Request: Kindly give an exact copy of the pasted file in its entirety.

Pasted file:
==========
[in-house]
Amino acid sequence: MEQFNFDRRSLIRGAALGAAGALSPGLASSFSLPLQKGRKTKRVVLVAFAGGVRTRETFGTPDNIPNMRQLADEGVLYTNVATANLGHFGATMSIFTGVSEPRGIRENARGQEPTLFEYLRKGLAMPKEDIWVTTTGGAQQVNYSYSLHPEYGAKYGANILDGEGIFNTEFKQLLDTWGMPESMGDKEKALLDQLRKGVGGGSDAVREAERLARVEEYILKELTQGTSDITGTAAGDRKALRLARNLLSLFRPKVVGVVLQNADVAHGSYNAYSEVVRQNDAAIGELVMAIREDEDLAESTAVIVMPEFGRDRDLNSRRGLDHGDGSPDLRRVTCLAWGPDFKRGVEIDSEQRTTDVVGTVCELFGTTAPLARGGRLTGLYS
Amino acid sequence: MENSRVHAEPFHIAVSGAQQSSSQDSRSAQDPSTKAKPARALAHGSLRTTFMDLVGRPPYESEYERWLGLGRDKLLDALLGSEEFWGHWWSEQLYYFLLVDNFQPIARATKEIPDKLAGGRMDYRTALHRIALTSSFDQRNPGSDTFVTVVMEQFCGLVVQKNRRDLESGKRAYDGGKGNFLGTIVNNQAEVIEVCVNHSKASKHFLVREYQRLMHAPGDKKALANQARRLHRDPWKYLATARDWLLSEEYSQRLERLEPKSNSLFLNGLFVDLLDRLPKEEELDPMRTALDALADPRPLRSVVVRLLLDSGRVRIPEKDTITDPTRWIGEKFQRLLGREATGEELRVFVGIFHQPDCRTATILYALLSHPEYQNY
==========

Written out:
[in-house]
Amino acid sequence: MEQFNFDRRSLIRGAALGAAGALSPGLASSFSLPLQKGRKTKRVVLVAFAGGVRTRETFGTPDNIPNMRQLADEGVLYTNVATANLGHFGATMSIFTGVSEPRGIRENARGQEPTLFEYLRKGLAMPKEDIWVTTTGGAQQVNYSYSLHPEYGAKYGANILDGEGIFNTEFKQLLDTWGMPESMGDKEKALLDQLRKGVGGGSDAVREAERLARVEEYILKELTQGTSDITGTAAGDRKALRLARNLLSLFRPKVVGVVLQNADVAHGSYNAYSEVVRQNDAAIGELVMAIREDEDLAESTAVIVMPEFGRDRDLNSRRGLDHGDGSPDLRRVTCLAWGPDFKRGVEIDSEQRTTDVVGTVCELFGTTAPLARGGRLTGLYS
Amino acid sequence: MENSRVHAEPFHIAVSGAQQSSSQDSRSAQDPSTKAKPARALAHGSLRTTFMDLVGRPPYESEYERWLGLGRDKLLDALLGSEEFWGHWWSEQLYYFLLVDNFQPIARATKEIPDKLAGGRMDYRTALHRIALTSSFDQRNPGSDTFVTVVMEQFCGLVVQKNRRDLESGKRAYDGGKGNFLGTIVNNQAEVIEVCVNHSKASKHFLVREYQRLMHAPGDKKALANQARRLHRDPWKYLATARDWLLSEEYSQRLERLEPKSNSLFLNGLFVDLLDRLPKEEELDPMRTALDALADPRPLRSVVVRLLLDSGRVRIPEKDTITDPTRWIGEKFQRLLGREATGEELRVFVGIFHQPDCRTATILYALLSHPEYQNY